“So at this point, your times are coming down and getting faster each lap. But after three or four laps, you are starting to come up to traffic, coming up on the GT cars that are trying to find their way around. So than you start figuring out good places to pass, trying to evaluate where you can pass cleanly, where it is impossible, and where, when everything is right, you might be able to get by.

You will not see this not so much in the lap times at this point as you will by your more focused feel and judgment. During this whole time, you are also trying to figure out where the car is at a disadvantage, where you are loosing time, and what exactly the car is doing so you can communicate that to the race engineer. But you have to be sure that it is not that the tires are not hot yet, or at the right pressure, or the ride heights are too low because that will send you down the wrong road on set up. You will go on a wild goose chase and end up fixing problems that are not there when everything is working right. So once again, it is important to give it a few laps to make sure everything is at operating temperatures.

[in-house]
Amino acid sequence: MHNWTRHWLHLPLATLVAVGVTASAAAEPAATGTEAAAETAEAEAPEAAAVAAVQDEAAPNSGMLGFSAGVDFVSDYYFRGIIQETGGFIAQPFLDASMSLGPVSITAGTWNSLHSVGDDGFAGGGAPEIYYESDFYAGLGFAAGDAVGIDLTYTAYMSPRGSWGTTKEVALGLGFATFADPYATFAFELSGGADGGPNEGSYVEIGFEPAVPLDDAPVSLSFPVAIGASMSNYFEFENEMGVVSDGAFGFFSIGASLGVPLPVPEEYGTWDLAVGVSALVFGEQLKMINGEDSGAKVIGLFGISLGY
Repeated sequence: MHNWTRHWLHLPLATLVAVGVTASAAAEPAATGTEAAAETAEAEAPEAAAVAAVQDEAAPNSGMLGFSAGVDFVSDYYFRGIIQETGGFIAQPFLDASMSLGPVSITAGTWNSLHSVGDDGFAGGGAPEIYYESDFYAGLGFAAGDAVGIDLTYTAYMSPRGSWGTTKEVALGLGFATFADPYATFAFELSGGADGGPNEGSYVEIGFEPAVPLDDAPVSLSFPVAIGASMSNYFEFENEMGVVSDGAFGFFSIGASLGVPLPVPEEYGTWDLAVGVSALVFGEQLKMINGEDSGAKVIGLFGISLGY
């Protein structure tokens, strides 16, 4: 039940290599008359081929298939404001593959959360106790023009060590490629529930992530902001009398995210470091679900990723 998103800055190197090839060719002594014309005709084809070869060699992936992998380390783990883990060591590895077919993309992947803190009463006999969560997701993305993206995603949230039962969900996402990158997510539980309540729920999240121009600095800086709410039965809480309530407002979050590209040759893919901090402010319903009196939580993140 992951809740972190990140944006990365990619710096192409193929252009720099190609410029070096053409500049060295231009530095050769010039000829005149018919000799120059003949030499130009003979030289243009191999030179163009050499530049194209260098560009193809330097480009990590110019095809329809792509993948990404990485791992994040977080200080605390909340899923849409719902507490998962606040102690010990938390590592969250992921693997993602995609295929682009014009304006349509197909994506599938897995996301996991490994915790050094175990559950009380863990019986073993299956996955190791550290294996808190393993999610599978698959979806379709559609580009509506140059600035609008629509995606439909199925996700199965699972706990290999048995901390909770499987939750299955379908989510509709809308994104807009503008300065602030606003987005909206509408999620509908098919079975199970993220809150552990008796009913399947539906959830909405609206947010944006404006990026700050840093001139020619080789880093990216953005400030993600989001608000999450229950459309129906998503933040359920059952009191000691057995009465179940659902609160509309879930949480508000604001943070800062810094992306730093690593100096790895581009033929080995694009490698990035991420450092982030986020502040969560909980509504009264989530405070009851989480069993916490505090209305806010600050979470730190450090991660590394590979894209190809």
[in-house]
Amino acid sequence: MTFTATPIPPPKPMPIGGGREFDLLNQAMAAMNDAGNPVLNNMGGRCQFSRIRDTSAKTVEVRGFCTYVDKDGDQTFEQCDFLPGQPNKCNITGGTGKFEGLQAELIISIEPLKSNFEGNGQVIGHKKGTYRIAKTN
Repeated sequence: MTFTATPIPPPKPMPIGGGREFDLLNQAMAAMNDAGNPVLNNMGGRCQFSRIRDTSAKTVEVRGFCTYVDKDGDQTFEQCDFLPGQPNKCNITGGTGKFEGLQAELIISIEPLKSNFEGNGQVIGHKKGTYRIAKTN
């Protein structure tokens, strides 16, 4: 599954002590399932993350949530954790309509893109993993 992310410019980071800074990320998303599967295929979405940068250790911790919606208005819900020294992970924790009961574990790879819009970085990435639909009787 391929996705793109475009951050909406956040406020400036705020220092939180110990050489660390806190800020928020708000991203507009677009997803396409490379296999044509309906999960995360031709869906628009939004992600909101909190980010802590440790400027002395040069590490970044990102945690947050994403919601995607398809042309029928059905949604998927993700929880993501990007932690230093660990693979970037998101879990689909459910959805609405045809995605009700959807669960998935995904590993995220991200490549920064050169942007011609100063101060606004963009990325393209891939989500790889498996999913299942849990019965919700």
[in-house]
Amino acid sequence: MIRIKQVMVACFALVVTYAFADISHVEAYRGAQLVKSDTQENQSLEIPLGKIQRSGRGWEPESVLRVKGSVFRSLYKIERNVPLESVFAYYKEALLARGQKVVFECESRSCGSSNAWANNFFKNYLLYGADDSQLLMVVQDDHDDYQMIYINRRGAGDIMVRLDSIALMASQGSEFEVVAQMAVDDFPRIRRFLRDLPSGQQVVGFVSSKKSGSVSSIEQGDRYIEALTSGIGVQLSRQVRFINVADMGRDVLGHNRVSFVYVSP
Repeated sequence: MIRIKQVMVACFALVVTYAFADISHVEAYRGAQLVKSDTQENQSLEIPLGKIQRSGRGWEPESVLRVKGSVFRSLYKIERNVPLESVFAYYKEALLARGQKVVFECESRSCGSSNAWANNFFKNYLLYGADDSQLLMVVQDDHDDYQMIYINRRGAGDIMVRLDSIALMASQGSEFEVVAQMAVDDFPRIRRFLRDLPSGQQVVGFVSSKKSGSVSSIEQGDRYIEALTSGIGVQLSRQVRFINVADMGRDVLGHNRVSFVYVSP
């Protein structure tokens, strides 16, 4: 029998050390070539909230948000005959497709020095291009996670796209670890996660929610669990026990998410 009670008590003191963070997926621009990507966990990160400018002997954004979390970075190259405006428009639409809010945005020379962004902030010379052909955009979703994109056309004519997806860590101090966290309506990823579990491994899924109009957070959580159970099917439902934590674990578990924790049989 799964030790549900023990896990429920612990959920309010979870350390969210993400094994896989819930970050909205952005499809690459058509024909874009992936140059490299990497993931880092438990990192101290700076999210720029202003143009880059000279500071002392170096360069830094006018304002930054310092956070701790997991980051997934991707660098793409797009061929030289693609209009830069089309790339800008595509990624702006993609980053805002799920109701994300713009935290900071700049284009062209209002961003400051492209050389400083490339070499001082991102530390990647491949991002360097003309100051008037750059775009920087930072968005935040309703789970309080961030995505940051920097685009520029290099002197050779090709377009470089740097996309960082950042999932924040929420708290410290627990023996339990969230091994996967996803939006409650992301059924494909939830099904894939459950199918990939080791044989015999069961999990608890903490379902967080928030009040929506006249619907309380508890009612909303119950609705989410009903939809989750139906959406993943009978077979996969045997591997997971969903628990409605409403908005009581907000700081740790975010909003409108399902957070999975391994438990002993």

“Normally, after about ten minutes, you come in, download to the race engineer what the car is doing and make some changes and than go out again and see if it has improved in places it needed to improve and has not hurt it in places where it was already OK”.

“At this point, you are not at a good qualifying level of confidence because for qualifying you are really pushing it to the edge. You are at a level that would not be too bad going into the race with, because in the race, at least at the beginning, you can scale it back a little bit to make sure you stay out of trouble. As the race goes on, you are getting more experience and getting more comfortable with the car, so by the end of the race you will be fine.”

At the Baltimore Grand Prix this year, the results bore out James Weaver’s observations at Houston back in 2006 about the ability of Dyson Racing to adapt to new tracks well. Dyson Racing qualified first and second and finished first and second, giving the #20 Oryx Dyson Racing entry its first American Le Mans victory at the track that ran around the Oriole Park at Camden Yards. To borrow the local baseball parlance: it was a weekend of batting a thousand.